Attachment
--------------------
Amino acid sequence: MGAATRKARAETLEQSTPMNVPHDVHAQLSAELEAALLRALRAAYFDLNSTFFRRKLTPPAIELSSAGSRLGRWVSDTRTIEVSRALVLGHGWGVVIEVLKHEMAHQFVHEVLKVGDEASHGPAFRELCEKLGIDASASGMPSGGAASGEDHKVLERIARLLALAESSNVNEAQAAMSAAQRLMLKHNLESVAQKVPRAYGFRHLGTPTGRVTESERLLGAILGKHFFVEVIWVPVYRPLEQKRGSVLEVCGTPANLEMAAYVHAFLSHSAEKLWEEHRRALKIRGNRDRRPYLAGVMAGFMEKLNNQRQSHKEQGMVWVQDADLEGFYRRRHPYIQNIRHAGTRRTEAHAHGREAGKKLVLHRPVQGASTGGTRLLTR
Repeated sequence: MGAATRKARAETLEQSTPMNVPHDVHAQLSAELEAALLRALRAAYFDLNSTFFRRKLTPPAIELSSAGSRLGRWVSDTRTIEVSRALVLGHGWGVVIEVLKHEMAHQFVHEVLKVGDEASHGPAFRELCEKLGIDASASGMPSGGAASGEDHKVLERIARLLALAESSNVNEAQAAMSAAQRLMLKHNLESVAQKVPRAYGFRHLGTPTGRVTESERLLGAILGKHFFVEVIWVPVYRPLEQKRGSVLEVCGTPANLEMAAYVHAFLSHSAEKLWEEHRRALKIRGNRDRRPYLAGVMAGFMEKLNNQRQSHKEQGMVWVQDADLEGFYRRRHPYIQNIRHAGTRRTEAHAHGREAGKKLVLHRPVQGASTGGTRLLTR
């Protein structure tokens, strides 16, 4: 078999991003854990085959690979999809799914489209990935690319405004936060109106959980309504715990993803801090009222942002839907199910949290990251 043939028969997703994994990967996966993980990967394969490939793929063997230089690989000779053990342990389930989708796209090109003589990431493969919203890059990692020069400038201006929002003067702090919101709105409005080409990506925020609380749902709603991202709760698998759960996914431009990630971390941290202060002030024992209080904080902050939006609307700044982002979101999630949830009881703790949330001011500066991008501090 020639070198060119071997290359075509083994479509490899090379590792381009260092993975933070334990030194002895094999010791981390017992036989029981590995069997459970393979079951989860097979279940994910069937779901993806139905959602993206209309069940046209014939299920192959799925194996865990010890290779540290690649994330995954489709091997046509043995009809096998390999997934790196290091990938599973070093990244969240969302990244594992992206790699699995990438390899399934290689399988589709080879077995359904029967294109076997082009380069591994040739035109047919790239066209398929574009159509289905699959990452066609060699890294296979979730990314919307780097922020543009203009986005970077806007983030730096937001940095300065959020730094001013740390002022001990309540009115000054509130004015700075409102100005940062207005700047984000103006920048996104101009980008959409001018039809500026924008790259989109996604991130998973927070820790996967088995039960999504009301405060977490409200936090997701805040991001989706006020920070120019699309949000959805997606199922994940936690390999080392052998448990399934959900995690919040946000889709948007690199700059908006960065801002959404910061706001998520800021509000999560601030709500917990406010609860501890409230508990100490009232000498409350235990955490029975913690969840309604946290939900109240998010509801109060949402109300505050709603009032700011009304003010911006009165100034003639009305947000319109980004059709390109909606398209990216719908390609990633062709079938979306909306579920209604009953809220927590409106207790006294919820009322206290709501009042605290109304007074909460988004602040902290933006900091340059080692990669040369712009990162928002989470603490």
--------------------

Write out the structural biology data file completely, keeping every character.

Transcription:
Amino acid sequence: MGAATRKARAETLEQSTPMNVPHDVHAQLSAELEAALLRALRAAYFDLNSTFFRRKLTPPAIELSSAGSRLGRWVSDTRTIEVSRALVLGHGWGVVIEVLKHEMAHQFVHEVLKVGDEASHGPAFRELCEKLGIDASASGMPSGGAASGEDHKVLERIARLLALAESSNVNEAQAAMSAAQRLMLKHNLESVAQKVPRAYGFRHLGTPTGRVTESERLLGAILGKHFFVEVIWVPVYRPLEQKRGSVLEVCGTPANLEMAAYVHAFLSHSAEKLWEEHRRALKIRGNRDRRPYLAGVMAGFMEKLNNQRQSHKEQGMVWVQDADLEGFYRRRHPYIQNIRHAGTRRTEAHAHGREAGKKLVLHRPVQGASTGGTRLLTR
Repeated sequence: MGAATRKARAETLEQSTPMNVPHDVHAQLSAELEAALLRALRAAYFDLNSTFFRRKLTPPAIELSSAGSRLGRWVSDTRTIEVSRALVLGHGWGVVIEVLKHEMAHQFVHEVLKVGDEASHGPAFRELCEKLGIDASASGMPSGGAASGEDHKVLERIARLLALAESSNVNEAQAAMSAAQRLMLKHNLESVAQKVPRAYGFRHLGTPTGRVTESERLLGAILGKHFFVEVIWVPVYRPLEQKRGSVLEVCGTPANLEMAAYVHAFLSHSAEKLWEEHRRALKIRGNRDRRPYLAGVMAGFMEKLNNQRQSHKEQGMVWVQDADLEGFYRRRHPYIQNIRHAGTRRTEAHAHGREAGKKLVLHRPVQGASTGGTRLLTR
């Protein structure tokens, strides 16, 4: 078999991003854990085959690979999809799914489209990935690319405004936060109106959980309504715990993803801090009222942002839907199910949290990251 043939028969997703994994990967996966993980990967394969490939793929063997230089690989000779053990342990389930989708796209090109003589990431493969919203890059990692020069400038201006929002003067702090919101709105409005080409990506925020609380749902709603991202709760698998759960996914431009990630971390941290202060002030024992209080904080902050939006609307700044982002979101999630949830009881703790949330001011500066991008501090 020639070198060119071997290359075509083994479509490899090379590792381009260092993975933070334990030194002895094999010791981390017992036989029981590995069997459970393979079951989860097979279940994910069937779901993806139905959602993206209309069940046209014939299920192959799925194996865990010890290779540290690649994330995954489709091997046509043995009809096998390999997934790196290091990938599973070093990244969240969302990244594992992206790699699995990438390899399934290689399988589709080879077995359904029967294109076997082009380069591994040739035109047919790239066209398929574009159509289905699959990452066609060699890294296979979730990314919307780097922020543009203009986005970077806007983030730096937001940095300065959020730094001013740390002022001990309540009115000054509130004015700075409102100005940062207005700047984000103006920048996104101009980008959409001018039809500026924008790259989109996604991130998973927070820790996967088995039960999504009301405060977490409200936090997701805040991001989706006020920070120019699309949000959805997606199922994940936690390999080392052998448990399934959900995690919040946000889709948007690199700059908006960065801002959404910061706001998520800021509000999560601030709500917990406010609860501890409230508990100490009232000498409350235990955490029975913690969840309604946290939900109240998010509801109060949402109300505050709603009032700011009304003010911006009165100034003639009305947000319109980004059709390109909606398209990216719908390609990633062709079938979306909306579920209604009953809220927590409106207790006294919820009322206290709501009042605290109304007074909460988004602040902290933006900091340059080692990669040369712009990162928002989470603490």